graphical "module".

Admittedly, all such things can be worked round in octave though
usually inefficiently and at the cost of slow operation. So I have
not felt under great pressure to urge their development in the past.
Nevertheless, they stand out as developments which could very nicely
round off the final version of octave.

(I have to admit that, when I have looked into the octave code with
such questions in mind, I have been reminded of the advice "Do not
meddle with the affairs of wizards ... ").


2. As to MatLab compatibility, in my own view (and as is clearly
the view of some others) this is nice to have but not essential
in the present state of things. The present near-compatibility has
served me well when I have had PhD students doing their work on
"Student MatLab" with me working in parallel in octave. Only minor
inter-conversions of scripts were required, provided they made sure
to save their results in "MatLab-4" format.

I have to agree that pursuing MatLab compatibility is an unworthy
ambition, for exactly the same reasons that pursuing MS Word
compatibility in document exchange is unworthy, though this point
of view is perhaps a personal philosophy, which I hope you will
excuse me for writing a few words about.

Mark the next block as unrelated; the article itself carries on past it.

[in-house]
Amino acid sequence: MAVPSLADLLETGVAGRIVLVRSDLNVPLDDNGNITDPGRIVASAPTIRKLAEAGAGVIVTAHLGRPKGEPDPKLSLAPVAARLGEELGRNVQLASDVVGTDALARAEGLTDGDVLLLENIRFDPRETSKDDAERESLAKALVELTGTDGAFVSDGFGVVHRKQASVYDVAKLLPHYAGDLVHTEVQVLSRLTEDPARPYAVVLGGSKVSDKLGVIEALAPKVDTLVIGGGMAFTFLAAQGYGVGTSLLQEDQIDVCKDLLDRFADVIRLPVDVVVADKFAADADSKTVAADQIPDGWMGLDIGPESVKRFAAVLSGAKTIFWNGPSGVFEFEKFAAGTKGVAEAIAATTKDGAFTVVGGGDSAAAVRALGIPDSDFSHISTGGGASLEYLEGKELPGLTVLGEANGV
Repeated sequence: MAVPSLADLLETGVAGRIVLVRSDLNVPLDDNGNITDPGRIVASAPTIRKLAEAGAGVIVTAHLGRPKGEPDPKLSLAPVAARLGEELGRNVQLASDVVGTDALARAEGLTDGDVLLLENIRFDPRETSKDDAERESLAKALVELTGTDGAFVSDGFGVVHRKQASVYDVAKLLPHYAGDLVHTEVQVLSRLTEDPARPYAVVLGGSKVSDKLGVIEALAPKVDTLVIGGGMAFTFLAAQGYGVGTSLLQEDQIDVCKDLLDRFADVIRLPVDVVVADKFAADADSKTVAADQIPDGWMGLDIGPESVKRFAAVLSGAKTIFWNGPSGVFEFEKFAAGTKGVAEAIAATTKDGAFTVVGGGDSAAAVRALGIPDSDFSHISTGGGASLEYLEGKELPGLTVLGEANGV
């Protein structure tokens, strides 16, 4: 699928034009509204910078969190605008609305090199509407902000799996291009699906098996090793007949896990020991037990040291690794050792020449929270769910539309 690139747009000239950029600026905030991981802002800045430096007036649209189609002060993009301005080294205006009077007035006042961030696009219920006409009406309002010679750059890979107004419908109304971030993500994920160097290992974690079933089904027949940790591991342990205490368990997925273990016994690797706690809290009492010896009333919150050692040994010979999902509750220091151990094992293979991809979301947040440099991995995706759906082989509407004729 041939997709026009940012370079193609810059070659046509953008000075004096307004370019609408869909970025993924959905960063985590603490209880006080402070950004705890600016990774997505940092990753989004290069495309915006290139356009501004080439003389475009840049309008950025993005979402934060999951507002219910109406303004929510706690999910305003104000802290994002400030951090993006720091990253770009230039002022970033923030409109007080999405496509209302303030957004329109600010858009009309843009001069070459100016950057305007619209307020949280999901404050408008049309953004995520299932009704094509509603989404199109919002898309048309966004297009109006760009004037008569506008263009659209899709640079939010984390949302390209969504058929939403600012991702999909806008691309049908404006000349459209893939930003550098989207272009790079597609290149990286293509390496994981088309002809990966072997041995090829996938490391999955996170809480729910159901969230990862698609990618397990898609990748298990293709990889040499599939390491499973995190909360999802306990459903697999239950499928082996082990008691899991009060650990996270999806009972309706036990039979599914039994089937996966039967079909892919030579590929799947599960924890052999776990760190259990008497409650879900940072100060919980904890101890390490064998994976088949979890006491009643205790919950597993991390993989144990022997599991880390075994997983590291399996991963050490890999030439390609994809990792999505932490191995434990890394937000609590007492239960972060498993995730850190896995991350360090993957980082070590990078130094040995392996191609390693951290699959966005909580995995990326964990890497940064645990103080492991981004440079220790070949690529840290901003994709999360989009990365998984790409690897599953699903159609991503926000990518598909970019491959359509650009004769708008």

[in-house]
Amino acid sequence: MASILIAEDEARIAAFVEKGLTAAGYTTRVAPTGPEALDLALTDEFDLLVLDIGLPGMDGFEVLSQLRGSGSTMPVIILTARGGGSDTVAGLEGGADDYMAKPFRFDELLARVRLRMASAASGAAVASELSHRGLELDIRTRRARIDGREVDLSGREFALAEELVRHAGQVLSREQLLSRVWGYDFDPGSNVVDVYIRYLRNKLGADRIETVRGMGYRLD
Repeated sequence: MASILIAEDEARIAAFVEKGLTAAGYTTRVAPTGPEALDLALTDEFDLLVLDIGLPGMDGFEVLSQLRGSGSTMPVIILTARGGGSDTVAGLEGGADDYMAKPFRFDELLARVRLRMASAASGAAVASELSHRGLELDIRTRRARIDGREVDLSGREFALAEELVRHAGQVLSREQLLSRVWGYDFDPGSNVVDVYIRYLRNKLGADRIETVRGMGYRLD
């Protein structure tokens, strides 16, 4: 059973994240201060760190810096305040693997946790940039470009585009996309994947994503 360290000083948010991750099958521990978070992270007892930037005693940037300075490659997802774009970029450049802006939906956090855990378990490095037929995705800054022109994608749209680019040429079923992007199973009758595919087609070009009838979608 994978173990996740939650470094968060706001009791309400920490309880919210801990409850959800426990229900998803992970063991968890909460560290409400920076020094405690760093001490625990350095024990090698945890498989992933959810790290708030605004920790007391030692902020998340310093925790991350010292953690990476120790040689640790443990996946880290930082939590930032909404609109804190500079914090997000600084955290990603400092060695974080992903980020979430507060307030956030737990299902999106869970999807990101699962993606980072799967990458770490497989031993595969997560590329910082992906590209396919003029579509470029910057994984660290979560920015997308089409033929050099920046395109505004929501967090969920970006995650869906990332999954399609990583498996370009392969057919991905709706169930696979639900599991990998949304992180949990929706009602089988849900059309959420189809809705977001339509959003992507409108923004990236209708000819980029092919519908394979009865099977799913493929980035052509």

Calling MS Word something like "the de-facto industry standard"
for documents is misleading. In reality, it is simply what most
people use because they don't know better, and do not understand
a proper concept of "interchange". In principle, this remains
fully true even if "most people" means "95 per cent of users".

"Interchangeable" really means "able to be used on all platforms
without requiring purchase of proprietary products before it can be
used". Where MS Word is concerned, this rules out users of UNIX
platforms in the first instance, for example.

True interchangeability lies in adopting common open standards
for the format of the objects to be interchanged, and for the
medium in which they will be conveyed. For documents, the universal
exchange medium is the ASCII text file (applicable even for PDF).
Open standards for formats can be expressed in terms of markup
languages (e.g. I mainly use groff, others TeX, yet others
use XML). Once you have these in place, you can use whatever
software -- proprietary or not -- to interpret and implement them,
so long as it works. There should not be proprietary rights in the
interpretation and implementation of open-standard formats.

Now, a bit like MS Word, MatLab has to some extent got a proprietary
grip on the interpretation and implementation of numerical algorithms,
partly through implementing certain supplementary functions as
pre-compiled "mex" files, partly through storage of results in
a non-disclosed "MatLab-5" format, and partly because of the
possibility (though I am not sure how strongly it can be enforced,
if it can be shown that it was already public knowledge or was
truly independently developed) that even an algorithm can be patented.

It is probably true that octave syntax -- however closely it
resembles MatLab syntax of a certain vintage -- is by now an